“Besides local leaders, hordes of grassroots workers across different levels have left, leaving the party in total disarray. I joined the BJP because there is nobody to give any direction, no strategy on how the party plans to take on the TMC,” she added.
Khatun is the BJP’s candidate from Jangipur against Congress incumbent Abhijit Mukherjee, the son of former President Pranab Mukherjee.
There are many former Left Front leaders who are contesting this Lok Sabha election as candidates of either the BJP or the TMC.
BJP candidate from Malda North, Khagen Murmu, is a former CPI(M) MLA. Former Forward Bloc MP from Cooch Behar, Paresh Adhikary, will try to wrest the seat for the TMC this time, while incumbent TMC MP from Alipurduar, Dasrath Tirkey, is a former RSP member.
According to political activist Bose, the Left’s decline can partly be blamed on the fact that its “leadership in Bengal has little credibility”.
“The party has failed to groom the new generation of leaders, leaving many of them disillusioned. Many have also defected,” he added.
Bose was expelled from the CPI(M) in 2012 when he criticised the party leadership for supporting Pranab Mukherjee’s candidature for President.
“The CPI(M) leadership in Bengal has pursued an erroneous political line over the past decade,” he said. “The Left’s decline is a direct outcome of this ideological-political degeneration, for which the Alimuddin Street (CPI-M Bengal headquarters) leadership is culpable.”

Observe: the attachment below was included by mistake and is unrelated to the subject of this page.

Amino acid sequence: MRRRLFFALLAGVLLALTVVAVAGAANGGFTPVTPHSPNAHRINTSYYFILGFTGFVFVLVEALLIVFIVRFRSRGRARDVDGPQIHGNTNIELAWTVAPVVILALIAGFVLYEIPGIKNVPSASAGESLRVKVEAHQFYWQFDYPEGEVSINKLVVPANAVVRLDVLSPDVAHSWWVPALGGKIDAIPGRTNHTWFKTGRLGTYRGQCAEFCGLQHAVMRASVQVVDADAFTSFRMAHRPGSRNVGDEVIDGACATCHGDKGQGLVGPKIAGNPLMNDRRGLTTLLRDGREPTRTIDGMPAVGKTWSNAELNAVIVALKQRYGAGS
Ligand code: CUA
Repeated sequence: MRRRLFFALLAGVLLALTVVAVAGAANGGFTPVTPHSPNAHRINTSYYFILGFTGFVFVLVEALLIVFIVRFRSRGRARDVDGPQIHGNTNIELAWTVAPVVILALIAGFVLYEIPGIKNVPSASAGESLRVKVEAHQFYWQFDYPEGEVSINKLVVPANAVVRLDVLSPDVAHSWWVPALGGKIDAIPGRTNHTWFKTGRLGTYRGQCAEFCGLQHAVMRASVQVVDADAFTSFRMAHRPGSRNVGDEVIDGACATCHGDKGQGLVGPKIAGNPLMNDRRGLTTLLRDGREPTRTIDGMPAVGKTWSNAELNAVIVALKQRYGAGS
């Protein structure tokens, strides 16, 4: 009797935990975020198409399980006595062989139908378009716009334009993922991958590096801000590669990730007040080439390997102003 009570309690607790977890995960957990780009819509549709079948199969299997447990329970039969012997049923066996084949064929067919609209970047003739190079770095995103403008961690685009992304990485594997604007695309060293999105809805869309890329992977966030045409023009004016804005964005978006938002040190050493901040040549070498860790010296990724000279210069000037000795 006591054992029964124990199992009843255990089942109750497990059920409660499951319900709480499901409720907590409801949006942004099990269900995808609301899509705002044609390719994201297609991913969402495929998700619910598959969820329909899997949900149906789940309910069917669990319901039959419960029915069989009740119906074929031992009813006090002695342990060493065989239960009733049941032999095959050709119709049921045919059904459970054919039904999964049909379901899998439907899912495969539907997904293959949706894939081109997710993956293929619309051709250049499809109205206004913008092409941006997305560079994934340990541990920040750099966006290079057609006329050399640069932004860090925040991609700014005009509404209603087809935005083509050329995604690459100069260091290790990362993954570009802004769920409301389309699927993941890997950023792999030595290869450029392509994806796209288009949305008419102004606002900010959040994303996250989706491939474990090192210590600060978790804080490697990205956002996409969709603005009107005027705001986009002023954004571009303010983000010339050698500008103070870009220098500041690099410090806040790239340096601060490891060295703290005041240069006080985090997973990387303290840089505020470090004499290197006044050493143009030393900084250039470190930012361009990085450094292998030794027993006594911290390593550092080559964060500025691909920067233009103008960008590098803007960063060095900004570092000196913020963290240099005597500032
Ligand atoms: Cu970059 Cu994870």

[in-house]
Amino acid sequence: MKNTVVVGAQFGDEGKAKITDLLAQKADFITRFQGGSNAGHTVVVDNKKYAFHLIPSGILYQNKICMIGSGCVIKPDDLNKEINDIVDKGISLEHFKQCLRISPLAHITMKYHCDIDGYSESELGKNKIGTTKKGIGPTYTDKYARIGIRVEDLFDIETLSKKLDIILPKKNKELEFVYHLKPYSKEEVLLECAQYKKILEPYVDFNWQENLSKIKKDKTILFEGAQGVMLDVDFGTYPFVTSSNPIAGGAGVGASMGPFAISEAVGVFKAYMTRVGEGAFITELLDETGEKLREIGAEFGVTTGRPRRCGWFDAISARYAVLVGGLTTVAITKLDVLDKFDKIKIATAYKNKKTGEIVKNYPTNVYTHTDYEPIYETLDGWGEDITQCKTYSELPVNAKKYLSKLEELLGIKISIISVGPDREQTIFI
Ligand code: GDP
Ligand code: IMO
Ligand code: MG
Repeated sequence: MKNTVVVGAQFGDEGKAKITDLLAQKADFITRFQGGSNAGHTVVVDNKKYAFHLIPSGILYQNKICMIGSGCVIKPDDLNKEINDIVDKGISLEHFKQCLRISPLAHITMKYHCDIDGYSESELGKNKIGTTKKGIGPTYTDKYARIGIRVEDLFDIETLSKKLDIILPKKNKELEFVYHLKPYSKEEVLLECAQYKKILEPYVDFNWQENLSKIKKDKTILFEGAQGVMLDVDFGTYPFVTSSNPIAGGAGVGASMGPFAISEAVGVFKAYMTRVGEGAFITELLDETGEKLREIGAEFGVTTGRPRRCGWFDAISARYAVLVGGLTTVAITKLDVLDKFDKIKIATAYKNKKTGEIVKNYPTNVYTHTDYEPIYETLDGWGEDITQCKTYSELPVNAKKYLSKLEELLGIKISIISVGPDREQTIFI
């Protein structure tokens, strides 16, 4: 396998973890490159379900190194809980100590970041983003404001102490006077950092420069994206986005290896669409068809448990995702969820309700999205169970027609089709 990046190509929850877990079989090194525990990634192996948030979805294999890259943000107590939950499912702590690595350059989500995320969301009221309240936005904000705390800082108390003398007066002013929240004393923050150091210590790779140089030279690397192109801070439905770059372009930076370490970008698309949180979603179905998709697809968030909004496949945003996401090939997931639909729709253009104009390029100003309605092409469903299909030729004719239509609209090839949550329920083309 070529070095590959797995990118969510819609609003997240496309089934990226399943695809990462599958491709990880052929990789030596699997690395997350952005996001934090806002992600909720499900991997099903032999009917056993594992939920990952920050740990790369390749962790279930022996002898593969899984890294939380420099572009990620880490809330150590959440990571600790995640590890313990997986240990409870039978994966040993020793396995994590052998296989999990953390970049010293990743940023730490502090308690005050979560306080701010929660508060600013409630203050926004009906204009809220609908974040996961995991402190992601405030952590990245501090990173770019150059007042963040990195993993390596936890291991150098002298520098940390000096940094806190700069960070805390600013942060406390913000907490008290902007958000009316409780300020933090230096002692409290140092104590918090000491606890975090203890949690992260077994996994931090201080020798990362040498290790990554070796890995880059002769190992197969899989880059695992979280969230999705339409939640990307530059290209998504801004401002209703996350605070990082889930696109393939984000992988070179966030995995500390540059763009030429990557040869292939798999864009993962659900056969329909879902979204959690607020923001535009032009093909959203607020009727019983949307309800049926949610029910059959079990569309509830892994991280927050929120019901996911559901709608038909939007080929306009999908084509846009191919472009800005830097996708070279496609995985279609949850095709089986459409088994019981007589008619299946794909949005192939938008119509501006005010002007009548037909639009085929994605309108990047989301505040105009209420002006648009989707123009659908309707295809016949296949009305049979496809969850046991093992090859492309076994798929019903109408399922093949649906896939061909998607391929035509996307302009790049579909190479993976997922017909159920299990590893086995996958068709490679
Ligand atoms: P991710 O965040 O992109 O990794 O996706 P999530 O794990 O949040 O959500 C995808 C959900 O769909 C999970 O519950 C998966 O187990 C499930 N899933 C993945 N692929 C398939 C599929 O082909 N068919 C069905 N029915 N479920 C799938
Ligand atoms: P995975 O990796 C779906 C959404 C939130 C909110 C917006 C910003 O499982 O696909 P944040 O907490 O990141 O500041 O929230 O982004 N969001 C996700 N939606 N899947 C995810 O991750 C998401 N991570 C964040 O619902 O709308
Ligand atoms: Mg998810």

Subhanil Chowdhury, assistant professor at Kolkata’s Institute of Development Studies, says the decline is mainly organisational and partly because the Left had failed to create any mass movement.
“If you look at the 2014 Lok Sabha and 2016 assembly election data, you will see that while the TMC’s vote share has increased from 40 per cent to 45 per cent, the Left Front’s vote share has dipped from 30 per cent to 25.6 per cent,” Chowdhury told ThePrint.
‘Weakened, yes, but structure intact’
CPI(M) leaders agree that the Left has weakened in West Bengal.
“The organisation has become weak but the structure is intact. We need to build back the confidence of the people. It will take time,” said CPI(M) politburo member Hannan Mollah.
Talking about the shift of their voterbase to the BJP, Mollah said since the Left parties had become weak, it was natural for supporters to think they needed to go with a strong party.
“There was a 34-year anti-incumbency. In a parliamentary democracy, no party can be in power forever. It’s a natural downfall,” he added.
Meanwhile, even as they get set to vote for the BJP, hope prevails among Left supporters that the front will make a comeback.
“I have shifted to the BJP because today they are the only party… which can raise its voice,” said Mahadev Pal, a teacher at a primary school in Naxalbari. “But I do not subscribe to the BJP’s ideology. If the Left is able to reinvent itself, I and many others like me will come back.”